In Nigeria’s fight against HIV, extremely marginalized populations face unique health challenges that require a tailored human rights-based response. Men who have sex with men (MSM), female sex workers (FSW), and people who inject drugs (PWID) are at high-risk for HIV and HIV- positivity rates amongst these populations (22.9%, 14.4% and 3.4%, respectively) are significantly higher than that of
the general population (2.9%). Key populations account for around 32% of new HIV infections in the country (NACA 2015). Nonetheless, these “key populations” (KP) receive little attention from healthcare providers and social service agencies.

Starting in 2009, Heartland Alliance International (HAI) launched the IMHIPP program in 25 clinics in seven states in Nigeria, where there are high concentrations of key populations and high HIV prevalence. This program focuses on the intersection of health and human rights, developing and implementing effective programs that reach and engage heavily stigmatized and hard-to-access KP through comprehensive services. IMHIPP adopted a “one-stop-shop” approach, providing wrap-around integrated health and human rights services. These services support individuals to overcome different barriers that affect their ability to continue protecting themselves from HIV, STIs and human rights abuses. Some examples of these services are stigma-free health care, mental health and psychosocial support, legal representation, technical and institutional capacity strengthening and other needed social and economic services. Due to IMHIPP’s integrative approach, last year alone it secured a retention rate for HIV treatment of over 90%. Throughout the nine years of its implementation, IMHIPP has had a number of success stories in various areas.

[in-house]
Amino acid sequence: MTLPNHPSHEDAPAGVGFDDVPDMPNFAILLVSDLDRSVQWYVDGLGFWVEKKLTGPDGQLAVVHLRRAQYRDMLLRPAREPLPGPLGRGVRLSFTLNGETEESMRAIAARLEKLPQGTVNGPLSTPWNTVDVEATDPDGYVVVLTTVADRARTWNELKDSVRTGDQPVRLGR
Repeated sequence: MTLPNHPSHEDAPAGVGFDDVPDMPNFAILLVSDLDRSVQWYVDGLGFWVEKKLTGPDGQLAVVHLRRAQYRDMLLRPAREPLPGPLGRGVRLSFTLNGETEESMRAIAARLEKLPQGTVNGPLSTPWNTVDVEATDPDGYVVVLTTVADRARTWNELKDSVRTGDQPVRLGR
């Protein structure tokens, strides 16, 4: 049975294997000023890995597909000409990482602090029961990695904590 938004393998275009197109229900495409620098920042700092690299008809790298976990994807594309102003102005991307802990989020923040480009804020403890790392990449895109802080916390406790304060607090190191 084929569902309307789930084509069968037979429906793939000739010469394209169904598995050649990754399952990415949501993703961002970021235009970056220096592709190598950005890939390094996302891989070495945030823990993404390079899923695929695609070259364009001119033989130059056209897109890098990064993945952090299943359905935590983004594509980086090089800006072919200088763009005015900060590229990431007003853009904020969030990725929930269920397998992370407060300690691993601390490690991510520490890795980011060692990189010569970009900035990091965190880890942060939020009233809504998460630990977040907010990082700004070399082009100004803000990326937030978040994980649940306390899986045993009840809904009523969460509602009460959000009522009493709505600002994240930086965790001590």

Client: Heartland Alliance International